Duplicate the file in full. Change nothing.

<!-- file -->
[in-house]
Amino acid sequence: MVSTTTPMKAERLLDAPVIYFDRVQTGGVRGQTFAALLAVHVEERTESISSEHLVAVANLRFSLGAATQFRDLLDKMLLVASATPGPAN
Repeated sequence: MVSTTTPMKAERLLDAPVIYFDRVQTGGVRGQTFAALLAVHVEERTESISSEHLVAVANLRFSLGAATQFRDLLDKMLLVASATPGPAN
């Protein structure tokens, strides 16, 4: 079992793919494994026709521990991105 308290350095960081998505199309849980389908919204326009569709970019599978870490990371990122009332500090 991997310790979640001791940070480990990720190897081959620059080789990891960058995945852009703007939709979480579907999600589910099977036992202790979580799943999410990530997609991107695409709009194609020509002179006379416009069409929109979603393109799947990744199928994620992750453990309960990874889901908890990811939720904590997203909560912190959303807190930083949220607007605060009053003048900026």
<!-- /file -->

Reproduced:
[in-house]
Amino acid sequence: MVSTTTPMKAERLLDAPVIYFDRVQTGGVRGQTFAALLAVHVEERTESISSEHLVAVANLRFSLGAATQFRDLLDKMLLVASATPGPAN
Repeated sequence: MVSTTTPMKAERLLDAPVIYFDRVQTGGVRGQTFAALLAVHVEERTESISSEHLVAVANLRFSLGAATQFRDLLDKMLLVASATPGPAN
């Protein structure tokens, strides 16, 4: 079992793919494994026709521990991105 308290350095960081998505199309849980389908919204326009569709970019599978870490990371990122009332500090 991997310790979640001791940070480990990720190897081959620059080789990891960058995945852009703007939709979480579907999600589910099977036992202790979580799943999410990530997609991107695409709009194609020509002179006379416009069409929109979603393109799947990744199928994620992750453990309960990874889901908890990811939720904590997203909560912190959303807190930083949220607007605060009053003048900026």